What do you think the painter of modern life, Lawrence Stephen Lowry, was like? Our exclusive excerpt of the 1971 film Mister Lowry might change your view
Lots of you have ideas on what kind of person Lowry was, (as shared in your comments on our curator’s blog, thank you!) however for some of you, after visiting Lowry and the Painting of Modern Life at Tate Britain and seeing his work in person, your opinions have shifted.
After seeing the show, Felicity Dyer wrote:
I was wrong about Lowry: he was not a working class man but a conservative: he was not a factory worker but an artist and debt collector. A man of paradox who didn’t judge the people he painted but was rather an observer of life.
And visitor Grendad shared:
As an ex miner and factory worker my response to the exhibition was somewhat different… When the word beauty was used I automatically substituted the word brutality. Most, if not quite all, of us said on Monday morning, Roll on Friday and wished our lives away. Lowry’s detachment from us as a people is illustrated by his talent to reproduce the environment in the brilliant way he did, without emotional contact.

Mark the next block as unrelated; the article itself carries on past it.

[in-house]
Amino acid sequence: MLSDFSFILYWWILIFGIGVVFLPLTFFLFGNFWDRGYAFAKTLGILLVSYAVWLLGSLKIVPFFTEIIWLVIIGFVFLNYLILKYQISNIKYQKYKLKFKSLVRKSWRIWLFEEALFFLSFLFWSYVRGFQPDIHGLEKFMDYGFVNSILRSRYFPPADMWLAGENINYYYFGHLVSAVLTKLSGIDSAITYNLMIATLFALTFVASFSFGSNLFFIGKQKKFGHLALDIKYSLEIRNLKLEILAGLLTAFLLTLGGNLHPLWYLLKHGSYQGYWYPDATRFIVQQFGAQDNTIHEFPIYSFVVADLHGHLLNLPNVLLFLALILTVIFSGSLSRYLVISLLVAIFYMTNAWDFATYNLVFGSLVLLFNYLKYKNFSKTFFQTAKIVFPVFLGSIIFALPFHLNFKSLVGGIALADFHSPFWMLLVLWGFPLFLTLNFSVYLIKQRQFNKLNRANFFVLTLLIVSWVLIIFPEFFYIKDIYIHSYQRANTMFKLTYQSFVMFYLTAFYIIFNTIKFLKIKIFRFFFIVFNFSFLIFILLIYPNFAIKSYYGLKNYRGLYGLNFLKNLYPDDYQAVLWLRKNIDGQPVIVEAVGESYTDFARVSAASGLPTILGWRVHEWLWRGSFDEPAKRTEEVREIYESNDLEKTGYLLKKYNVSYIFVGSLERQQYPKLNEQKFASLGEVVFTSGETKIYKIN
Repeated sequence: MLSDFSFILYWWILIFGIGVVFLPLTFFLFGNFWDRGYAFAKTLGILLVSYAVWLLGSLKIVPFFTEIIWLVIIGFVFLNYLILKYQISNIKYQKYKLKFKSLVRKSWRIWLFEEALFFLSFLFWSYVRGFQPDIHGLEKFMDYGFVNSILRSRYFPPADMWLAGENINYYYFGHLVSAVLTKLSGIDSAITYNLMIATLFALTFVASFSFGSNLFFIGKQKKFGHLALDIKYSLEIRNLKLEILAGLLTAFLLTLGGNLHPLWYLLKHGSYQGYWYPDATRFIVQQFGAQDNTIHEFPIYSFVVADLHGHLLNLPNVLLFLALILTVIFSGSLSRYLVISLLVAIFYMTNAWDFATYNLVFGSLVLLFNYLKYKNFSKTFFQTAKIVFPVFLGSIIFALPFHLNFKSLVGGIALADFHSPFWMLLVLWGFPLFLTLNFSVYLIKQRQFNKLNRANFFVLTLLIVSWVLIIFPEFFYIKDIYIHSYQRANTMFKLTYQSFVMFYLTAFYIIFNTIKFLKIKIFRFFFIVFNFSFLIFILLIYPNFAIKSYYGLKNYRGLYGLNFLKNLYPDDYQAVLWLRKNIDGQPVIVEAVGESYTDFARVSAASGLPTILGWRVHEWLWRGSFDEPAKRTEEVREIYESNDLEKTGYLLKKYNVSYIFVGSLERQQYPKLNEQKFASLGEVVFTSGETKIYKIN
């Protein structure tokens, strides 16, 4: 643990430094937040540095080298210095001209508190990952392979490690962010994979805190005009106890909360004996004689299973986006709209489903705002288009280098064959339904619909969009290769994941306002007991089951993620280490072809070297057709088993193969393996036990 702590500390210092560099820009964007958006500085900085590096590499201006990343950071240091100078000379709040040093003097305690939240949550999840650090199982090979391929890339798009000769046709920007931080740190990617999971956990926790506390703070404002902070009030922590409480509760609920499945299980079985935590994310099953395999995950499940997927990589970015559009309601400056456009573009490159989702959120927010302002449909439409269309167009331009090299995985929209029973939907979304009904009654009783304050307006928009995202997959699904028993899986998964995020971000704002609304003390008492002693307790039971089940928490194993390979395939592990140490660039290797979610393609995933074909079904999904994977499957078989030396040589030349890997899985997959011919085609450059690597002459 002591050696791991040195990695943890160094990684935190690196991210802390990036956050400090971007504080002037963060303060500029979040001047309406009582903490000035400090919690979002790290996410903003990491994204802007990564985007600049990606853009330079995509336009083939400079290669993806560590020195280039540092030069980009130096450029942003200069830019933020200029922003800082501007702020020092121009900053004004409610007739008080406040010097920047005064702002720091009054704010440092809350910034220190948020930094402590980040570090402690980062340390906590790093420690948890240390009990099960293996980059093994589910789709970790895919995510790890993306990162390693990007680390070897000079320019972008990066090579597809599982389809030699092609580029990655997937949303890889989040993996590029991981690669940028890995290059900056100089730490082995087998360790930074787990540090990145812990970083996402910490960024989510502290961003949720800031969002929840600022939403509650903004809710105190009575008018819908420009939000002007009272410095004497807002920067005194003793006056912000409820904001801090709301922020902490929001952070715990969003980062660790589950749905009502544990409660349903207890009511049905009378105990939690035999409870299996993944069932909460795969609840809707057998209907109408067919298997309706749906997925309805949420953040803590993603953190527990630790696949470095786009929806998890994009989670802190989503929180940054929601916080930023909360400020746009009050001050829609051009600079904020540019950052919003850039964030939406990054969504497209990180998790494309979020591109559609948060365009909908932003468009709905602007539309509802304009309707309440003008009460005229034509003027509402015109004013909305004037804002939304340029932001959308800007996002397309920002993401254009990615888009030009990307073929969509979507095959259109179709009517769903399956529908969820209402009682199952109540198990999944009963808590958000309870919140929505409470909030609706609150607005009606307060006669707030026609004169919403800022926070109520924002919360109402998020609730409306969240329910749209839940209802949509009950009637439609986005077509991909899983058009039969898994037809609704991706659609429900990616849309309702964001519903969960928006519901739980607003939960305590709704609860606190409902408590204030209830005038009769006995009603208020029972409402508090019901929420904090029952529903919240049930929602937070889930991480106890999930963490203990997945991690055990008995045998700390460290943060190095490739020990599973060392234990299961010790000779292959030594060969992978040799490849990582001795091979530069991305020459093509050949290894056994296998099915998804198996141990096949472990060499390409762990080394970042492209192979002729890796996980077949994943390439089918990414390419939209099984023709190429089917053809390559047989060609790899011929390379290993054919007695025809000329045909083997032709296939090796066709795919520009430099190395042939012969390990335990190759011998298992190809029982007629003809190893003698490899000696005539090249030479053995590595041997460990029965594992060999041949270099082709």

The subjects of Lowrys paintings - the industrial city and the people who inhabited them - were drawn from a pattern of streets he tramped daily for a living and there are multitudes of word-of-mouth stories surrounding his life and work; told by the people he purveyed and those who grew up with his paintings as they circulated the places he depicted - namely Salford and the surrounding areas. If youre yet to see Lowrys work in person, this except of the film Mr. Lowry, a portrait of the artist directed by Robert Tyrell, will give you a flavour of the kind of figure Lowry himself cut across the Salford landscape.
This except of the film Mister Lowry is as featured in Tate Etc. Issue 28 for iPad, available now